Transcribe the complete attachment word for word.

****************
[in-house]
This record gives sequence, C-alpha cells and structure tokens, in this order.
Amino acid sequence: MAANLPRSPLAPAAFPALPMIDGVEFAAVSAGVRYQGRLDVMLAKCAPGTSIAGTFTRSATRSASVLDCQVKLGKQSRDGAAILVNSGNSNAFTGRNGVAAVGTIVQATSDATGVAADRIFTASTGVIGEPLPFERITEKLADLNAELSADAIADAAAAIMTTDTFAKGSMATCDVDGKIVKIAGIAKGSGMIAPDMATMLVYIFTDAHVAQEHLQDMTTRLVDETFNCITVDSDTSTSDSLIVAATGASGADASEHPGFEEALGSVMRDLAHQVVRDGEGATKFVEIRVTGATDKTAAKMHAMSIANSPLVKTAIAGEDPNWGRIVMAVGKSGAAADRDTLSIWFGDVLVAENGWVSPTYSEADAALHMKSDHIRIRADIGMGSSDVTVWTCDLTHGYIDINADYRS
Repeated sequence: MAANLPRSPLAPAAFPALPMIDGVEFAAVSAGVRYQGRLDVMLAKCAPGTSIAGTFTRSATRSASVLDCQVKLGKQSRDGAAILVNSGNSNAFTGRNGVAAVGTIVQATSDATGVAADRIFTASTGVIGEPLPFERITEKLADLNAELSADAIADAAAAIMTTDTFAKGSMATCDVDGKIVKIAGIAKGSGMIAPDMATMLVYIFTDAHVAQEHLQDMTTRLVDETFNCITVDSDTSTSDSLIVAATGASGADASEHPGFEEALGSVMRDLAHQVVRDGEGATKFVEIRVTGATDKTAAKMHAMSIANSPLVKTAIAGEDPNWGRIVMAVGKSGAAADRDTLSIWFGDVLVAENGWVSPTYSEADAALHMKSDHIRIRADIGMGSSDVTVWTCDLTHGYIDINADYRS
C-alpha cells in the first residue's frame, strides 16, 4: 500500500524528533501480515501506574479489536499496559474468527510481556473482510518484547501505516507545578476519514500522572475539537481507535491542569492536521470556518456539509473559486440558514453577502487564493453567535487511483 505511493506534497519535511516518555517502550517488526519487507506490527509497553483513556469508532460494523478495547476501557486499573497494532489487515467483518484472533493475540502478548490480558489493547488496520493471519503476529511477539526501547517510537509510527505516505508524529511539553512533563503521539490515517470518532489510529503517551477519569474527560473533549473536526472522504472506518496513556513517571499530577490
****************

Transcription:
[in-house]
This record gives sequence, C-alpha cells and structure tokens, in this order.
Amino acid sequence: MAANLPRSPLAPAAFPALPMIDGVEFAAVSAGVRYQGRLDVMLAKCAPGTSIAGTFTRSATRSASVLDCQVKLGKQSRDGAAILVNSGNSNAFTGRNGVAAVGTIVQATSDATGVAADRIFTASTGVIGEPLPFERITEKLADLNAELSADAIADAAAAIMTTDTFAKGSMATCDVDGKIVKIAGIAKGSGMIAPDMATMLVYIFTDAHVAQEHLQDMTTRLVDETFNCITVDSDTSTSDSLIVAATGASGADASEHPGFEEALGSVMRDLAHQVVRDGEGATKFVEIRVTGATDKTAAKMHAMSIANSPLVKTAIAGEDPNWGRIVMAVGKSGAAADRDTLSIWFGDVLVAENGWVSPTYSEADAALHMKSDHIRIRADIGMGSSDVTVWTCDLTHGYIDINADYRS
Repeated sequence: MAANLPRSPLAPAAFPALPMIDGVEFAAVSAGVRYQGRLDVMLAKCAPGTSIAGTFTRSATRSASVLDCQVKLGKQSRDGAAILVNSGNSNAFTGRNGVAAVGTIVQATSDATGVAADRIFTASTGVIGEPLPFERITEKLADLNAELSADAIADAAAAIMTTDTFAKGSMATCDVDGKIVKIAGIAKGSGMIAPDMATMLVYIFTDAHVAQEHLQDMTTRLVDETFNCITVDSDTSTSDSLIVAATGASGADASEHPGFEEALGSVMRDLAHQVVRDGEGATKFVEIRVTGATDKTAAKMHAMSIANSPLVKTAIAGEDPNWGRIVMAVGKSGAAADRDTLSIWFGDVLVAENGWVSPTYSEADAALHMKSDHIRIRADIGMGSSDVTVWTCDLTHGYIDINADYRS
C-alpha cells in the first residue's frame, strides 16, 4: 500500500524528533501480515501506574479489536499496559474468527510481556473482510518484547501505516507545578476519514500522572475539537481507535491542569492536521470556518456539509473559486440558514453577502487564493453567535487511483 505511493506534497519535511516518555517502550517488526519487507506490527509497553483513556469508532460494523478495547476501557486499573497494532489487515467483518484472533493475540502478548490480558489493547488496520493471519503476529511477539526501547517510537509510527505516505508524529511539553512533563503521539490515517470518532489510529503517551477519569474527560473533549473536526472522504472506518496513556513517571499530577490